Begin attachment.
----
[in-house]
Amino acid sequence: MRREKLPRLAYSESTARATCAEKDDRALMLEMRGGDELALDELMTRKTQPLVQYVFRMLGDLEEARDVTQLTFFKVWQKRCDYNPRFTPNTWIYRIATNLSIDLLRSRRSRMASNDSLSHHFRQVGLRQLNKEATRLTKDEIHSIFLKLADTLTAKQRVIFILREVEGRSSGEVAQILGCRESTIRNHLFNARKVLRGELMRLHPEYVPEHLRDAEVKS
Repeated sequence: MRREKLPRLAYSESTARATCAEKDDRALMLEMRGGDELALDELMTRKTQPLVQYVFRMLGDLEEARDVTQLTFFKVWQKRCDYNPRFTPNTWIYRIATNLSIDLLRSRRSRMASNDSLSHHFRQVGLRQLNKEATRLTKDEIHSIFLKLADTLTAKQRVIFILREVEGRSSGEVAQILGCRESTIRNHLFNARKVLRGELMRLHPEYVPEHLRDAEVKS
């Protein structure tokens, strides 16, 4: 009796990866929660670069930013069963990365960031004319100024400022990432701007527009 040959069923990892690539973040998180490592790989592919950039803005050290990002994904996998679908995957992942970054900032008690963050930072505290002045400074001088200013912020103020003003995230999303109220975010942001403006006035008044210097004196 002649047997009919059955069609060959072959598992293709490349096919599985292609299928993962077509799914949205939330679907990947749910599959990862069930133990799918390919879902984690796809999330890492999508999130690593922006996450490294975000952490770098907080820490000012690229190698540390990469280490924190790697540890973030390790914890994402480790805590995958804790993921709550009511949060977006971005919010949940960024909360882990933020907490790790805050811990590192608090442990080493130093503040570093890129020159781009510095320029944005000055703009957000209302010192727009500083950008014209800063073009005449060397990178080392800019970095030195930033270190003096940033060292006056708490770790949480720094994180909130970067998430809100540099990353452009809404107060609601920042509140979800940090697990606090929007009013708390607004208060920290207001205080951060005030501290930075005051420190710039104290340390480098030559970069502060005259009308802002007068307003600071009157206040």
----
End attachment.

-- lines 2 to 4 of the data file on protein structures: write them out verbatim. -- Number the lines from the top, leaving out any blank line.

Amino acid sequence: MRREKLPRLAYSESTARATCAEKDDRALMLEMRGGDELALDELMTRKTQPLVQYVFRMLGDLEEARDVTQLTFFKVWQKRCDYNPRFTPNTWIYRIATNLSIDLLRSRRSRMASNDSLSHHFRQVGLRQLNKEATRLTKDEIHSIFLKLADTLTAKQRVIFILREVEGRSSGEVAQILGCRESTIRNHLFNARKVLRGELMRLHPEYVPEHLRDAEVKS
Repeated sequence: MRREKLPRLAYSESTARATCAEKDDRALMLEMRGGDELALDELMTRKTQPLVQYVFRMLGDLEEARDVTQLTFFKVWQKRCDYNPRFTPNTWIYRIATNLSIDLLRSRRSRMASNDSLSHHFRQVGLRQLNKEATRLTKDEIHSIFLKLADTLTAKQRVIFILREVEGRSSGEVAQILGCRESTIRNHLFNARKVLRGELMRLHPEYVPEHLRDAEVKS
């Protein structure tokens, strides 16, 4: 009796990866929660670069930013069963990365960031004319100024400022990432701007527009 040959069923990892690539973040998180490592790989592919950039803005050290990002994904996998679908995957992942970054900032008690963050930072505290002045400074001088200013912020103020003003995230999303109220975010942001403006006035008044210097004196 002649047997009919059955069609060959072959598992293709490349096919599985292609299928993962077509799914949205939330679907990947749910599959990862069930133990799918390919879902984690796809999330890492999508999130690593922006996450490294975000952490770098907080820490000012690229190698540390990469280490924190790697540890973030390790914890994402480790805590995958804790993921709550009511949060977006971005919010949940960024909360882990933020907490790790805050811990590192608090442990080493130093503040570093890129020159781009510095320029944005000055703009957000209302010192727009500083950008014209800063073009005449060397990178080392800019970095030195930033270190003096940033060292006056708490770790949480720094994180909130970067998430809100540099990353452009809404107060609601920042509140979800940090697990606090929007009013708390607004208060920290207001205080951060005030501290930075005051420190710039104290340390480098030559970069502060005259009308802002007068307003600071009157206040």